From where did Raksha Bandhan come?

Raksha Bandhan that literally means “Knot of Protection” is a festival made for the beautiful bond between brothers and sisters. It is a beautiful festival that holds great emotional and religious significance and where sisters tie a thread on her brother’s wrist as a pray for a prosperous future and a long life for their brothers. The festival keeps the deep rooted culture of the country alive, strengthens the relationship of siblings and ensures togetherness.

Raksha Bandhan which is also called as Rakhi Purnima or simply  Rakhi, has a very ingrained historical importance. There are a number of tales that links Raksha Bandhan and past mythology of the hindu religion. People believe and follow different stories from the past.  Following are some:

Rani Karnawati and Emperor Humayun

Image Courtesy: www.rediff.com
Image Courtesy: www.rediff.com

The most illustrious and relied upon story for Raksha Bandhan is  that of Rani Karnavati of Chittor and the Mughal Emperor Humayun where Rani Karnawati who was the widowed queen of Chittor attacked by Bahadur Shah, Sultan of Gujarat. The queen realized that defending her empire from the invasion was not possible for her and in lieu of protection and help, she sent a Rakhi to the Mughal Emperor, Humayun. Recieving the Rakhi made Humayun overwhelmed and he, along with his troops, immediately set out to protect Chittor from the invasion. Alas, he could not reach on time. The Sultan of Gujarat had, by then, reached the queen`s fortress. All the women, in the fortress including Rani Karnawati had performed Jauhar (mass suicide) by then. Humayun, on reaching the fortress, fought with Bahadur Shah and evicted him from the land. The empire was handed over to Rani Karnawati`s son, Vikramjeet Singh. Since then, the act of a sister tying a rakhi on the wrist of her brother indicates lifelong protection from him.

Alexander The Great and King Puru

Image Courtesy: www.rediff.com
Image Courtesy: www.rediff.com

This story of rakhi goes back to 300 B.C. at the time when Alexander invaded India. It is said that the great conqueror, King Alexander of Macedonia was shaken by the fury of the Indian king Puru in his first attempt. Upset by this, Alexander’s wife, who had heard of the Rakhi festival, approached King Puru. King Puru accepted her as his sister and when the opportunity came during the war, he refrained from Alexander.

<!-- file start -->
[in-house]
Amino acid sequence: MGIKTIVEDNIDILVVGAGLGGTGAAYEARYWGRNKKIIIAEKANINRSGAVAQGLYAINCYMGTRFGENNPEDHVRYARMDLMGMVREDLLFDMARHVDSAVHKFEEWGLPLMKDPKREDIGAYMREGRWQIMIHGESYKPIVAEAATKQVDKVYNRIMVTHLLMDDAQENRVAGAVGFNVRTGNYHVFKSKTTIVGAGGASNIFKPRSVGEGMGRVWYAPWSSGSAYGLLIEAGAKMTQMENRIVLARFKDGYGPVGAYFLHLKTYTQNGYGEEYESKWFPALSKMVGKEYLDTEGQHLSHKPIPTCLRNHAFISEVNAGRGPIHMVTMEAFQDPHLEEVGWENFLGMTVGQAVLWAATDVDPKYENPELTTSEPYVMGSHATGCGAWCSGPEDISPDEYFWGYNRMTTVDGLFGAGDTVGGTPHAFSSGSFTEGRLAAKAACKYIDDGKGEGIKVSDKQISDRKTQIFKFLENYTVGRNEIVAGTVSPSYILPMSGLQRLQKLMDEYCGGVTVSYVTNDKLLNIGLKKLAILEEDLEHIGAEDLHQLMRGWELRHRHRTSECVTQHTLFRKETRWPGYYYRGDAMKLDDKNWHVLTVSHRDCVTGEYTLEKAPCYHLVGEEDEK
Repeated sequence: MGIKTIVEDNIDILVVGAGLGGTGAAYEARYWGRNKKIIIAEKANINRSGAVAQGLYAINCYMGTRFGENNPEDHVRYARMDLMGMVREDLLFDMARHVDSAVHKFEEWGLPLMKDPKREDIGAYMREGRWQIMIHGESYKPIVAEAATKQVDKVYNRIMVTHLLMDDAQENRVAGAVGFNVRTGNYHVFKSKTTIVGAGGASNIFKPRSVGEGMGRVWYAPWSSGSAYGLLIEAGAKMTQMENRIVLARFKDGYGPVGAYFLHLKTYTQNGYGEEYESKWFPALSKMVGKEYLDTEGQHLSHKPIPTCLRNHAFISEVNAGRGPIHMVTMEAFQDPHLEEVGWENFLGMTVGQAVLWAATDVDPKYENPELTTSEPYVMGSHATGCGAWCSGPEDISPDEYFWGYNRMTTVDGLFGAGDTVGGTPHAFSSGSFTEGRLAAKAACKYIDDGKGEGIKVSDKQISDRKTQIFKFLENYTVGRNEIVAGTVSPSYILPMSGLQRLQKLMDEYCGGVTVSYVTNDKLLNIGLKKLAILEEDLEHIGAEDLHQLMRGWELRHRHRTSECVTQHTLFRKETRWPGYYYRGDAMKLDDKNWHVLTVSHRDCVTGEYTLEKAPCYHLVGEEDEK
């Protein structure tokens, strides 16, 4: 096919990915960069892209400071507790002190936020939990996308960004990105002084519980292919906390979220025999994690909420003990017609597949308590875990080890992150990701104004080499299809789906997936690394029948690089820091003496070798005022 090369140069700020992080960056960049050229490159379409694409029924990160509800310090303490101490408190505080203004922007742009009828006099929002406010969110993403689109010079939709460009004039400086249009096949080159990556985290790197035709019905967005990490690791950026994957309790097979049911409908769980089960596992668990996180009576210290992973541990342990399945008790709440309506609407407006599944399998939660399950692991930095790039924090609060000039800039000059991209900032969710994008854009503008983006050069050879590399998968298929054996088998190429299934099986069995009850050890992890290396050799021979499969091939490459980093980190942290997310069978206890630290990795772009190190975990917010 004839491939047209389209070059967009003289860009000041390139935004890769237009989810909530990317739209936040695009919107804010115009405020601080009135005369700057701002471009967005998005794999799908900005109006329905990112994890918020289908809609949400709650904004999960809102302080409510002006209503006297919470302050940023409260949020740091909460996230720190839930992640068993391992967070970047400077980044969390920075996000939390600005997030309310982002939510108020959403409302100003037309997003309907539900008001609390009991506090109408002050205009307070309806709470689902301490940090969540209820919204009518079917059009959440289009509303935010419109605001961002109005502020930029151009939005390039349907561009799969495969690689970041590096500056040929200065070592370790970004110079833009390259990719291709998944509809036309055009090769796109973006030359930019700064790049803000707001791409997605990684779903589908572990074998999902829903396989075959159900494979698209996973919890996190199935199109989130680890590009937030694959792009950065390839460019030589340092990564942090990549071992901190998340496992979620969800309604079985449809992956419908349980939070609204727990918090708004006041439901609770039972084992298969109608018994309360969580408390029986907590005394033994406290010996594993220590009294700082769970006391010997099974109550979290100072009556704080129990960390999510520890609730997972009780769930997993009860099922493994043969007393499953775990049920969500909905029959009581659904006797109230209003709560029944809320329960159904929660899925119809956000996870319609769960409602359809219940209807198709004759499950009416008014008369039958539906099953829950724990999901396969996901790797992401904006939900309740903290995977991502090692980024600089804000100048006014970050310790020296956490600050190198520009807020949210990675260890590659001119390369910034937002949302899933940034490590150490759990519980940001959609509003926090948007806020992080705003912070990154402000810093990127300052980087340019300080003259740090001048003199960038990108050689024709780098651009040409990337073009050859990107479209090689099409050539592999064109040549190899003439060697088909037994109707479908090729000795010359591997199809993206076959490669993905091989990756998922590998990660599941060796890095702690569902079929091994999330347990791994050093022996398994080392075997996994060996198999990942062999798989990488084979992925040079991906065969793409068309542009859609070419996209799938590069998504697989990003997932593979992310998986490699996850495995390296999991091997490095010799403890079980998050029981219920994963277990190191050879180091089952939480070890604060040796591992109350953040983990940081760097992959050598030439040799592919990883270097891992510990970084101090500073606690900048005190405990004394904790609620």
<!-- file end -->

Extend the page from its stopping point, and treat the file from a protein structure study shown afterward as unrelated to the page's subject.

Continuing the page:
Lord Krishna and Draupathi

Image Courtesy: www.rediff.com
Image Courtesy: www.rediff.com

In order to protect the good people, Lord Krishna killed the evil King Shishupal. Krishna was hurt during the war and left with bleeding finger. Seeing this, Draupadi had torn a strip of cloth from her sari and tied around his wrist to stop the bleeding. Lord Krishna, realizing her affections and concern about him, declared himself bounded by her sisterly love. He promised her to repay this debt whenever she need in future. Many years later, when the pandavas lost Draupadi in the game of dice and Kauravas were removing her saari, Krishna helped her divinely elongating the saari so that they could not remove it.

King Bali and Goddess Lakshmi

Image Courtesy: www.rediff.com
Image Courtesy: www.rediff.com

The demon king Mahabali was a great devotee of lord Vishnu. Because of his immense devotion, Vishnu has taken the task of protecting bali’s Kingdom leaving his normal place in Vikundam. Goddess lakshmi – the wife of lord Vishnu – has became sad because of this as she wanted lord Vishnu along with her. So she went to Bali and discussed as a Brahmin woman and taken refuge in his palace. On Shravana purnima, she tied Rakhi on King Bali’s wrist. Goddess Lakshmi revealed who she is and why she is there. The king was touched by Her and Lord Vishnu’s good will and affection towards him and his family, Bali requested Lord Vishnu to accompany her to vaikuntam. Due to this festival is also called Baleva as Bali Raja’s devotion to the Lord vishnu. It is said that since that day it has become a tradition to invite sisters on sravan pournima to tie sacred thread of Rakhi or Raksha bandan.

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